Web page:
- Withdrawal. By withdrawing from the real world, we can essentially numb ourselves to the feelings of guilt and shame so that we are no longer upset by these sorts of things. Again, nothing has been done to address the core issues of the problem.[7]

While each of these actions may provide temporary relief, the long term effects are often negative, and the result is the passing on of guilt or shame to others.[8]

Another one:

(_http://www.psychologytoday.com/blog/your-zesty-self/200905/what-we-get-wrong-about-shame)

When I talk about shame, I'm not talking about anyone actually DOING anything wrong. I'm talking about the FEELING and the thoughts that we are somehow wrong, defective, inadequate, not good enough, or not strong enough.

Lack of information about shame

While everybody feels shame, most of us don't recognize it in its many forms. We can experience fleeting shame at burping loudly in an elevator. Or we can feel chronic shame, experiencing that we, as a whole person, are flawed and inferior. We can feel different intensities of shame. The most intense is humiliation. Humiliation is so painful that we can think, "This is so painful I wish I could just die!"

We didn't know it until fairly recently, but infants are born hard-wired with the ability to experience shame. Here is an example of a scene that shows an infant's response to feeling shame. Baby is sitting on the kitchen counter in his infant seat. Mom steps out of the room for a minute. When Mom starts walking back into the room, Baby hears Mom's steps, and anticipates making joyful eye contact with her when she gets back. (The photo accompanying this post shows a baby's state of positive interest.)

But this time Mom is preoccupied, and when she comes back into the room, she does not meet Baby's eyes. The muscles in his neck then lose their strength, and his head drops down. He turns his face away from her, his eyes are cast downward and he may even drool. This is shame/humiliation. Mom did not meet his high interest; she did not make the connection. Baby's shame is the result.

Ways we may experience shame


I've listed below some variations of shame. We may not recognize some of the ways shame shows up. Each is different-both in what we think caused the experience and in what we think the consequences will be. But they are all shame experiences.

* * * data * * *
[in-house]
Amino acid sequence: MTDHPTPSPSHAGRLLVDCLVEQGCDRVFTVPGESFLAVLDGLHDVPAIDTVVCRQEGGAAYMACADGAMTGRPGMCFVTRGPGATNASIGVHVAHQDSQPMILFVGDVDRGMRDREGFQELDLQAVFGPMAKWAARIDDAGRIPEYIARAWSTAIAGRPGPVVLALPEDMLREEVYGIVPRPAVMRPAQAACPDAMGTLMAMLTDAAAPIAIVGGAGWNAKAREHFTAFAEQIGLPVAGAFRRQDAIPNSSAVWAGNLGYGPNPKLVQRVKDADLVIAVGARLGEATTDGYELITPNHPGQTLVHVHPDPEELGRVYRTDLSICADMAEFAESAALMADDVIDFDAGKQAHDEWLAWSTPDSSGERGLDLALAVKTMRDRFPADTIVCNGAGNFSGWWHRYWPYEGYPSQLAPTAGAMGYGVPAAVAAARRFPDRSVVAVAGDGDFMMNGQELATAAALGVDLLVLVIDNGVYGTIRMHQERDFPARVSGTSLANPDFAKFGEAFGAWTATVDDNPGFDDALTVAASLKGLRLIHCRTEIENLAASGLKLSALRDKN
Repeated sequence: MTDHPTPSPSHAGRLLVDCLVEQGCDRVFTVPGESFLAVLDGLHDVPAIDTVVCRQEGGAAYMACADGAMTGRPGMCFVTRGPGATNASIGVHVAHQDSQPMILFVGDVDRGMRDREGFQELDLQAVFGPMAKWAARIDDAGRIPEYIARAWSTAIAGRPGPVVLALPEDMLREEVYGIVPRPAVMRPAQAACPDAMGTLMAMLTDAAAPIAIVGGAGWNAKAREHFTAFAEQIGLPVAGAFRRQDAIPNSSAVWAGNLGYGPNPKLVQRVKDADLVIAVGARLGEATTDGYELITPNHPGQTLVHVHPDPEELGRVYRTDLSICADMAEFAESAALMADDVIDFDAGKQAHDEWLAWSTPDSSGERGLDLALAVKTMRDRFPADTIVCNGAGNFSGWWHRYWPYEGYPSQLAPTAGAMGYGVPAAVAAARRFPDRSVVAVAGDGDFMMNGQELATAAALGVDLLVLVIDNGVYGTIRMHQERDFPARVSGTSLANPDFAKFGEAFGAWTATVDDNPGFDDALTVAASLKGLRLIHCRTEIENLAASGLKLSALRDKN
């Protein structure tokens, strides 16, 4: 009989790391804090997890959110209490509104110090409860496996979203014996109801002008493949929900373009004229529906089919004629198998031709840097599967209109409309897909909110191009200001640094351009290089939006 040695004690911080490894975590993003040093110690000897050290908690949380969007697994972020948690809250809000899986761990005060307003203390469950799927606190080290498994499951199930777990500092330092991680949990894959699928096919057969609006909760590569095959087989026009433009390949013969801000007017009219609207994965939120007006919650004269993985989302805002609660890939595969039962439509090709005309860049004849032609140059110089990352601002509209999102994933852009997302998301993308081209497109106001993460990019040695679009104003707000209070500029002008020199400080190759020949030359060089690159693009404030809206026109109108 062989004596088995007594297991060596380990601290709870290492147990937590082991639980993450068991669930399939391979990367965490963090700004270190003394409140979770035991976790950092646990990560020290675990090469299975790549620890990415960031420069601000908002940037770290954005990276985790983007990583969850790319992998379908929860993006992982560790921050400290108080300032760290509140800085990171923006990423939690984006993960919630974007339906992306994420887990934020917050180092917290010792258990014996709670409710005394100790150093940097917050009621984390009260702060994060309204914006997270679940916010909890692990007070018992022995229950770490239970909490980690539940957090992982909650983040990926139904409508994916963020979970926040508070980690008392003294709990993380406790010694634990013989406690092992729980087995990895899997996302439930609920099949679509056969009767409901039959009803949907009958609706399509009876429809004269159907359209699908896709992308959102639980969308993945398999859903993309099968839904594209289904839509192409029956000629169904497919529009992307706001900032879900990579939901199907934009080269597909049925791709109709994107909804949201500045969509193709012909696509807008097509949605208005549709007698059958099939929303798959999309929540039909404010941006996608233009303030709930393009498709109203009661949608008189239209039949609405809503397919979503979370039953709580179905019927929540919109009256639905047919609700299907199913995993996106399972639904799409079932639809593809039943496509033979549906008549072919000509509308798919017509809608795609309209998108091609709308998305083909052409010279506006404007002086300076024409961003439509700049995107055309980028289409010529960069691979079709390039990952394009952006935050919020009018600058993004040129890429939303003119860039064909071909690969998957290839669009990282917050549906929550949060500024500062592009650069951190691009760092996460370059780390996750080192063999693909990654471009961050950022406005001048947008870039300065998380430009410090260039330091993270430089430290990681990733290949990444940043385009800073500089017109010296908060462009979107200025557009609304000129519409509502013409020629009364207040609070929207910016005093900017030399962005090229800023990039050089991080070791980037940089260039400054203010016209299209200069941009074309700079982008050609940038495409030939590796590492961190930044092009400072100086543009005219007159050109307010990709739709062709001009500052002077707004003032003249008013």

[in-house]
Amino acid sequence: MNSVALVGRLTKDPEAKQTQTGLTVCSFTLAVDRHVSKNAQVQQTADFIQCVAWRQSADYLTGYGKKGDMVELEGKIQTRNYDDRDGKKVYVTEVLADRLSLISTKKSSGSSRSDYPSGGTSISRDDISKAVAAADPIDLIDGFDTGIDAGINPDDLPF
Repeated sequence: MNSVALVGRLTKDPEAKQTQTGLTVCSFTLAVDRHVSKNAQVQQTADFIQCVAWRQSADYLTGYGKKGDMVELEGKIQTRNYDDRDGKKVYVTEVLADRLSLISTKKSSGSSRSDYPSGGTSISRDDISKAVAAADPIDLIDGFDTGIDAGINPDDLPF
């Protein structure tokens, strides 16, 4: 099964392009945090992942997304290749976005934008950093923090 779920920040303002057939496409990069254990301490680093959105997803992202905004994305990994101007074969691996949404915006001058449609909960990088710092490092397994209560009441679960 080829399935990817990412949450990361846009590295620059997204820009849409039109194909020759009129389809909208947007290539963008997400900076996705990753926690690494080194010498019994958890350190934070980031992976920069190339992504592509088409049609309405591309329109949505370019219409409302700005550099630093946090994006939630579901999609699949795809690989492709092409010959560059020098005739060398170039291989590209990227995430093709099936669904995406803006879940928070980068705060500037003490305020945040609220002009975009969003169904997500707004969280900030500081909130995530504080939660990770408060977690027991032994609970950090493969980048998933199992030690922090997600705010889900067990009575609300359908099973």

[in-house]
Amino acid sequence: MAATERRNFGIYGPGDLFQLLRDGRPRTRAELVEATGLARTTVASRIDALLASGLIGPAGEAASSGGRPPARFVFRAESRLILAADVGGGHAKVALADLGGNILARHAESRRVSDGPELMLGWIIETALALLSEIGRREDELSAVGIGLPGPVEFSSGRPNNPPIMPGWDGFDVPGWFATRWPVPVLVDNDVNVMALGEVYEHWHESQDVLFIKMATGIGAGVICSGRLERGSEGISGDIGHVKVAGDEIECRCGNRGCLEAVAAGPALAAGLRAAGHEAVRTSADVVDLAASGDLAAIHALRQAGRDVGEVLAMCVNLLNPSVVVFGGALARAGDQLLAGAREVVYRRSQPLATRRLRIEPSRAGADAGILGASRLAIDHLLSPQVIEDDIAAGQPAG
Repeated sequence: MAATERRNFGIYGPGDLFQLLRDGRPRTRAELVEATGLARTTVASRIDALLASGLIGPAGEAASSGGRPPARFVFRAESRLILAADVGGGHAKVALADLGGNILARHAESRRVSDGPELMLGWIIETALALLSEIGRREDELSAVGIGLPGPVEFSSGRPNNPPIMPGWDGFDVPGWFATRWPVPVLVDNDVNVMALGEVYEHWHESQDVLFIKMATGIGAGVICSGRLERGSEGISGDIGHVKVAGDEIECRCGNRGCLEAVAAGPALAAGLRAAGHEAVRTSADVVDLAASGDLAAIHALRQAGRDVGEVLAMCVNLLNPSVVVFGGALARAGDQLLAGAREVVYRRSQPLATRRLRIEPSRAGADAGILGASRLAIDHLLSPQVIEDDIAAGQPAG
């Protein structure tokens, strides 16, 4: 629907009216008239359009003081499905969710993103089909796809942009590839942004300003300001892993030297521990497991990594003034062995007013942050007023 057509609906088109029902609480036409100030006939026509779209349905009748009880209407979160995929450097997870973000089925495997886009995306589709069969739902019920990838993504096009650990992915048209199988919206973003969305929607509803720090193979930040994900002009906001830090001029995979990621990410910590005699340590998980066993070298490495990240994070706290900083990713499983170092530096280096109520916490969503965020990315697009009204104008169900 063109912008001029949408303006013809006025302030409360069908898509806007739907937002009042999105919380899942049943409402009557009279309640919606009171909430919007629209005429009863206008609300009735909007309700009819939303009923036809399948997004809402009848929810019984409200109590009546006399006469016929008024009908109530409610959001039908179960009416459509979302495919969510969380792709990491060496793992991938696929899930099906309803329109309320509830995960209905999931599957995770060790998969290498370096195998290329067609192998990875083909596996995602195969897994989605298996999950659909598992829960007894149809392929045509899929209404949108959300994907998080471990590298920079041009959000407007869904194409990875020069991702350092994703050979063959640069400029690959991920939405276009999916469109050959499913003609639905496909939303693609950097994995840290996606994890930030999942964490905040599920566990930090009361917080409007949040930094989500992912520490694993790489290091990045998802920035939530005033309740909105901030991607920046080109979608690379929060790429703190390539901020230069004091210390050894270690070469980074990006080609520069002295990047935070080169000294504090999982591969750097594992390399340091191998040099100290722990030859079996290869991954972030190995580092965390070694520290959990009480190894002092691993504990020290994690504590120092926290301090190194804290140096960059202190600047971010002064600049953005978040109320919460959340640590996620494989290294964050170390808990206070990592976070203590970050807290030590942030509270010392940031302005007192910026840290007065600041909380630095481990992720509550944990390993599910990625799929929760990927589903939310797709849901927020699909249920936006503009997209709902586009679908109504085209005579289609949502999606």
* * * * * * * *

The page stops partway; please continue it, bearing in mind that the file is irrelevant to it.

• Shyness is shame in the presence of a stranger
• Discouragement is shame about temporary defeat
• Embarrassment is shame in front of others
• Self-consciousness is shame about performance
• Inferiority is all-encompassing shame about the self

Common triggers for shame

Shame is commonly triggered by the following:

• Basic expectations or hopes frustrated or blocked
• Disappointment or perceived failure in relationships or work
• In relationships, any event that weakens the bond, or indicates rejection or lack of interest from the needed other
You've probably heard the phrase, "What you feel, you can heal." We have learned much about what is needed to work through and release shame. Recognition of our feeling of shame is the first step to mastering our shame reactions. And mastering our shame enhances our zestiness.
 

Minas Tirith

Jedi Council Member
Without having read the book yet (just ordered it), this reminds me of Thorwald Dethlefsen and Ruediger Dahlke: "The Healing Power of Illness and what your symptoms are telling you". As I remember this book came out way before Louise Hay started writing and was very popular in Germany, but somehow never really made it in the English speaking world.

Dethlefsen was quite controversial because of his sometimes rude writing (see excerpt I posted below), but Ii remember finding his ideas real eye-openers. This is a description from Amazon:

Based on the idea that a patient brings about their own illness, this book suggests that symptoms are expressions of psychological conflicts, and can only be healed when the patient is aware of what is behind the problem. The book covers the meaning of specific symptoms, covering various systems such as respiration and digestion, and illnesses ranging from cancer to varicose veins. In each case, the authors explore the mindset that precipitates the symptom, and suggest new perspectives which can induce healing.

And here is an excerpt: